'Police can't do it all': New initiative launched to respond to crisis in Woodstock's core
Woodstock is taking a hands-on approach to drug use, homelessness and mental illness in its downtown.
The local BIA has begun distributing a printed guide, it lists contacts for resources that can help.
The guide is needed, according to downtown business operator and BIA board member, Sage Bennett. Outside the front window of her hair salon, she often sees people in need and occasionally concerning situations.“We have had, in the back of our store, our cars either broken into or attempted to break into. We’ve had to chase people away that are trying to do drugs.”
It’s a problem also seen by those who visit the downtown. On a cold Tuesday morning, Woodstock residents Heidi and Zack were pushing their daughter Margo, in a stroller down Dundas Street, the main street in the core.
The pair say it’s not something they would do with ease at certain times of the day.
“I wouldn’t walk down here alone at night. That’s a rule for me,” Heidi tells CTV News London, with Zack adding, “There’s definitely some homeless people and some of them get a bit vocal at times. But, I’ve never experienced anything dangerous.”But uncomfortable and concerning situations are frequent, according to many here.
It’s why the BIA worked with numerous agencies to create the contact flyer. On Tuesday, it was being handed out to businesses.
At the same time the Canadian Mental Health Association is distributing a similar flyer in the area.
Together, social services and businesses hope to better manage the needs of those struggling with addictions in the core.
Although the concerns are not unique to Woodstock, its core has a greater draw than other Oxford County centres. That’s primarily because Tillsonburg and Woodstock have fewer services.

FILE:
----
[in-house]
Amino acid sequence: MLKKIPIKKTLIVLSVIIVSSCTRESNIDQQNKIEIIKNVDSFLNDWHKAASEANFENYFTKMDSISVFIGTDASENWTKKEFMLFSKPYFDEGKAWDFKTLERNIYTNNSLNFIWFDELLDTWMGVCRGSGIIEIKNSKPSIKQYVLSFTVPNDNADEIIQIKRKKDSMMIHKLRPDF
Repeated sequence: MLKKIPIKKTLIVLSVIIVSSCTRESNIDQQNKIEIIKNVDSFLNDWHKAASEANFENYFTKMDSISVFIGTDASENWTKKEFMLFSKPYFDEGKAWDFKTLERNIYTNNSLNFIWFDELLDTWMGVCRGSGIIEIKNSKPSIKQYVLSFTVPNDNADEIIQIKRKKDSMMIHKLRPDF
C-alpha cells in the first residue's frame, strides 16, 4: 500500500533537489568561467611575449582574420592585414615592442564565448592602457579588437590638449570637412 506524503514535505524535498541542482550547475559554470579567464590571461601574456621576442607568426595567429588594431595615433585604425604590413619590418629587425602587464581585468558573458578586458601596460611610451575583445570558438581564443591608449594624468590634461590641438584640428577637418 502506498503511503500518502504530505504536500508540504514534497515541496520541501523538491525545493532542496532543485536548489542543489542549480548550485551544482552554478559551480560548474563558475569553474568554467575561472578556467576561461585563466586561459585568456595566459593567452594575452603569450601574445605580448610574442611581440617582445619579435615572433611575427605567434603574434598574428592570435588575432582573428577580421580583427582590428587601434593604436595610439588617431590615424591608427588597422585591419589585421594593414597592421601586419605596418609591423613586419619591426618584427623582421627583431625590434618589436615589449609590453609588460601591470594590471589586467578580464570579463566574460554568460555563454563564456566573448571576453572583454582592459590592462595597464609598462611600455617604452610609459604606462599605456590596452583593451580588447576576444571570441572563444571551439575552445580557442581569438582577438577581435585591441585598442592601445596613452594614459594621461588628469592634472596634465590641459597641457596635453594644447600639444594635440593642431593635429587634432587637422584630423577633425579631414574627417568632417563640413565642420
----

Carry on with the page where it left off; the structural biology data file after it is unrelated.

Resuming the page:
But even with agencies in place, most Woodstock businesses owners feel helpless to respond to the growing crisis.
That’s why the card is designed to help them determine whether a situation is an emergency, a community threat or a mental health concern.
“...The police, they can’t take care of everything, the health board can’t take care of everything,” Bennett says, adding, “And, generally there is a lack of knowledge of who to call for which situations.”A laminated contact flyer being distributed to businesses and other agencies in Woodstock, Ont. by the Canadian Mental Health Association, Oct. 26, 2021. (Sean Irvine / CTV News)While the card will help, Bennett admits it is not enough for some businesses, including her own.
After six years in downtown Woodstock, her hair salon is moving.
“We’ve had clients say they’re not coming downtown anymore. Part of the move is because of the situations going on and unfortunately, we don’t want to have our business harmed.”
Yet, back on the sidewalk, Heidi, who did not give her last name, hopes her family’s daytime walks will soon include more shopping options.
“Anytime I see a new shop on the street, I’m like ‘Yes!’ something new going up!”